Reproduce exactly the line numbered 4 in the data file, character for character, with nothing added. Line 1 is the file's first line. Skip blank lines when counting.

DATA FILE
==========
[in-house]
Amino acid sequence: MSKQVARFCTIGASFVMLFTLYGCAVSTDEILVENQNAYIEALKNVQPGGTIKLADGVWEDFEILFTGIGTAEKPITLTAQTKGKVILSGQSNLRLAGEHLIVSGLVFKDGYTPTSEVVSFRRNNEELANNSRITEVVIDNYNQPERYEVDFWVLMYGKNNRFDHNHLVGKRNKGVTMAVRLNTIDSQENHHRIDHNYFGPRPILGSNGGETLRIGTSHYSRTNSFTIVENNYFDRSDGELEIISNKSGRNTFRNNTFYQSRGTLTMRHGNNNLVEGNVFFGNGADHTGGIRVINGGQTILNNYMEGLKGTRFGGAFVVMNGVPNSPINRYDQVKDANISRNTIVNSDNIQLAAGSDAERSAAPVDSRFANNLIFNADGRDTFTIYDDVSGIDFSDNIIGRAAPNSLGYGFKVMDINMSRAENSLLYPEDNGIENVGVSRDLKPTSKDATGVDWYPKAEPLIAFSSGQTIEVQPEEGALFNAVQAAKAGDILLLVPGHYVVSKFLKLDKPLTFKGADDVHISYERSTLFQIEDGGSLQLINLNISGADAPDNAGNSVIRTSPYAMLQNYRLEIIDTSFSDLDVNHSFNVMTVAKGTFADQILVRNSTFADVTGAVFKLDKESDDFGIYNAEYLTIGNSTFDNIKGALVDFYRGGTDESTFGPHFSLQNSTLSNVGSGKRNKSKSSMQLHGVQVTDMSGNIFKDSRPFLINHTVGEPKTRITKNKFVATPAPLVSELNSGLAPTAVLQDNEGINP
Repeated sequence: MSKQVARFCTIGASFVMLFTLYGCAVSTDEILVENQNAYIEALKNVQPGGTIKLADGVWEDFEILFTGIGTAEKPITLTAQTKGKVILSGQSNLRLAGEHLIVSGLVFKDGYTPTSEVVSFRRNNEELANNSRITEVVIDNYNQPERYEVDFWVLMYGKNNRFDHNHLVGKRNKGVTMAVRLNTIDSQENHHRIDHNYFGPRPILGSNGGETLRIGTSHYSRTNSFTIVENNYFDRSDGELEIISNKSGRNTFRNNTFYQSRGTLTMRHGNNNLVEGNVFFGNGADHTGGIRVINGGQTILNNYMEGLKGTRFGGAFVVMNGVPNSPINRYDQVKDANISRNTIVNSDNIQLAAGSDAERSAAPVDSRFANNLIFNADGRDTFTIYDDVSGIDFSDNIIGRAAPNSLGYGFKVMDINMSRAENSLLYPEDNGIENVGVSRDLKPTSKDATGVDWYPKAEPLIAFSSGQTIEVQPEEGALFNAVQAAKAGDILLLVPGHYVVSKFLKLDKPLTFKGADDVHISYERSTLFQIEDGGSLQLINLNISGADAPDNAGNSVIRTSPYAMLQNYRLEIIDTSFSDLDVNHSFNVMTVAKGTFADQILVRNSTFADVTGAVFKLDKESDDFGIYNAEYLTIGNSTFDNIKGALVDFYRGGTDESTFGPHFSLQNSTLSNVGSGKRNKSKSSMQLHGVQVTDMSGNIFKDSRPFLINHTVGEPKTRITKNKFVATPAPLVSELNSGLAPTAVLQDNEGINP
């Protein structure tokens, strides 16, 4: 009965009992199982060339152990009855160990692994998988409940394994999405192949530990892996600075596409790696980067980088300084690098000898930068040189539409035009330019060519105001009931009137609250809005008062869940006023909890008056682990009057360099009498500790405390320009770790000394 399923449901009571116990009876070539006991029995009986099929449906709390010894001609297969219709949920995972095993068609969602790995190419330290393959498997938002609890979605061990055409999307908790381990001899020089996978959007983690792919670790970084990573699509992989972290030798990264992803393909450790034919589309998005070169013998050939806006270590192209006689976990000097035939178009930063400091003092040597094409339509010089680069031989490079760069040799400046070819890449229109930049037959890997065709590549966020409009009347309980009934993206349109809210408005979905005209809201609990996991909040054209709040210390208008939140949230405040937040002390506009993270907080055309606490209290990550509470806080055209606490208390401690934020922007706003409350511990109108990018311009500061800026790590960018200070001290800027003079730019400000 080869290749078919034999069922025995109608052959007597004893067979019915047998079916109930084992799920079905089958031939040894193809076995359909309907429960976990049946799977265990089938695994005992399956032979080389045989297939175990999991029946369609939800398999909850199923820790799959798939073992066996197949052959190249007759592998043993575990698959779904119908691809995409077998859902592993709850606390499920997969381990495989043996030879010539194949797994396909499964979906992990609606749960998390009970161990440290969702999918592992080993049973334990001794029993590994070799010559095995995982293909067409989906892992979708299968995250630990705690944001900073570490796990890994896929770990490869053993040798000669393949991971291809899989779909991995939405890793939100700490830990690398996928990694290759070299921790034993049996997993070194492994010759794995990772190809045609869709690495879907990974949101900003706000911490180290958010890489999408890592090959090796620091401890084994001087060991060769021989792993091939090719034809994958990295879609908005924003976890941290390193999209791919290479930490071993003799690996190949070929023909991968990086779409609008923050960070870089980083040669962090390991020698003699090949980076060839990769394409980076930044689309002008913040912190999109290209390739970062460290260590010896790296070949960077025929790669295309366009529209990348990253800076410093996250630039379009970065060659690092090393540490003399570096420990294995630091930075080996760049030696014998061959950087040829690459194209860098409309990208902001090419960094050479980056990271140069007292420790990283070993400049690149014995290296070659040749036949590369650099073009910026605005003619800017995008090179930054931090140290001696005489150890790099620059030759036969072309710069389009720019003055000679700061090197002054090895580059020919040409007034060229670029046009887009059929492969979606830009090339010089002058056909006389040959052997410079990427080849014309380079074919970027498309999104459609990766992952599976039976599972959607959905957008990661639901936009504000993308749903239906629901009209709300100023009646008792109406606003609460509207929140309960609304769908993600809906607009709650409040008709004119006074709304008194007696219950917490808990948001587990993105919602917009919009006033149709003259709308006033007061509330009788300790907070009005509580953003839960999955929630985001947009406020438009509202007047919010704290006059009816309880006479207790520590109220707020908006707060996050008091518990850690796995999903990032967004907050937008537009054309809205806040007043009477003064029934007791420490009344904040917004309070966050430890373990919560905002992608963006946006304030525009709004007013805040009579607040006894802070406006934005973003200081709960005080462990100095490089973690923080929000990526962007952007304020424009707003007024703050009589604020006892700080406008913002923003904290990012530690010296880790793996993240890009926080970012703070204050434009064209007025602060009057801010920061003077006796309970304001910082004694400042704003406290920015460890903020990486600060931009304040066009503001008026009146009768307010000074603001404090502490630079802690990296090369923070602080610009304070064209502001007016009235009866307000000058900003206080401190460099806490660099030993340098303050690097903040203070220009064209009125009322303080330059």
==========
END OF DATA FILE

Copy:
């Protein structure tokens, strides 16, 4: 009965009992199982060339152990009855160990692994998988409940394994999405192949530990892996600075596409790696980067980088300084690098000898930068040189539409035009330019060519105001009931009137609250809005008062869940006023909890008056682990009057360099009498500790405390320009770790000394 399923449901009571116990009876070539006991029995009986099929449906709390010894001609297969219709949920995972095993068609969602790995190419330290393959498997938002609890979605061990055409999307908790381990001899020089996978959007983690792919670790970084990573699509992989972290030798990264992803393909450790034919589309998005070169013998050939806006270590192209006689976990000097035939178009930063400091003092040597094409339509010089680069031989490079760069040799400046070819890449229109930049037959890997065709590549966020409009009347309980009934993206349109809210408005979905005209809201609990996991909040054209709040210390208008939140949230405040937040002390506009993270907080055309606490209290990550509470806080055209606490208390401690934020922007706003409350511990109108990018311009500061800026790590960018200070001290800027003079730019400000 080869290749078919034999069922025995109608052959007597004893067979019915047998079916109930084992799920079905089958031939040894193809076995359909309907429960976990049946799977265990089938695994005992399956032979080389045989297939175990999991029946369609939800398999909850199923820790799959798939073992066996197949052959190249007759592998043993575990698959779904119908691809995409077998859902592993709850606390499920997969381990495989043996030879010539194949797994396909499964979906992990609606749960998390009970161990440290969702999918592992080993049973334990001794029993590994070799010559095995995982293909067409989906892992979708299968995250630990705690944001900073570490796990890994896929770990490869053993040798000669393949991971291809899989779909991995939405890793939100700490830990690398996928990694290759070299921790034993049996997993070194492994010759794995990772190809045609869709690495879907990974949101900003706000911490180290958010890489999408890592090959090796620091401890084994001087060991060769021989792993091939090719034809994958990295879609908005924003976890941290390193999209791919290479930490071993003799690996190949070929023909991968990086779409609008923050960070870089980083040669962090390991020698003699090949980076060839990769394409980076930044689309002008913040912190999109290209390739970062460290260590010896790296070949960077025929790669295309366009529209990348990253800076410093996250630039379009970065060659690092090393540490003399570096420990294995630091930075080996760049030696014998061959950087040829690459194209860098409309990208902001090419960094050479980056990271140069007292420790990283070993400049690149014995290296070659040749036949590369650099073009910026605005003619800017995008090179930054931090140290001696005489150890790099620059030759036969072309710069389009720019003055000679700061090197002054090895580059020919040409007034060229670029046009887009059929492969979606830009090339010089002058056909006389040959052997410079990427080849014309380079074919970027498309999104459609990766992952599976039976599972959607959905957008990661639901936009504000993308749903239906629901009209709300100023009646008792109406606003609460509207929140309960609304769908993600809906607009709650409040008709004119006074709304008194007696219950917490808990948001587990993105919602917009919009006033149709003259709308006033007061509330009788300790907070009005509580953003839960999955929630985001947009406020438009509202007047919010704290006059009816309880006479207790520590109220707020908006707060996050008091518990850690796995999903990032967004907050937008537009054309809205806040007043009477003064029934007791420490009344904040917004309070966050430890373990919560905002992608963006946006304030525009709004007013805040009579607040006894802070406006934005973003200081709960005080462990100095490089973690923080929000990526962007952007304020424009707003007024703050009589604020006892700080406008913002923003904290990012530690010296880790793996993240890009926080970012703070204050434009064209007025602060009057801010920061003077006796309970304001910082004694400042704003406290920015460890903020990486600060931009304040066009503001008026009146009768307010000074603001404090502490630079802690990296090369923070602080610009304070064209502001007016009235009866307000000058900003206080401190460099806490660099030993340098303050690097903040203070220009064209009125009322303080330059």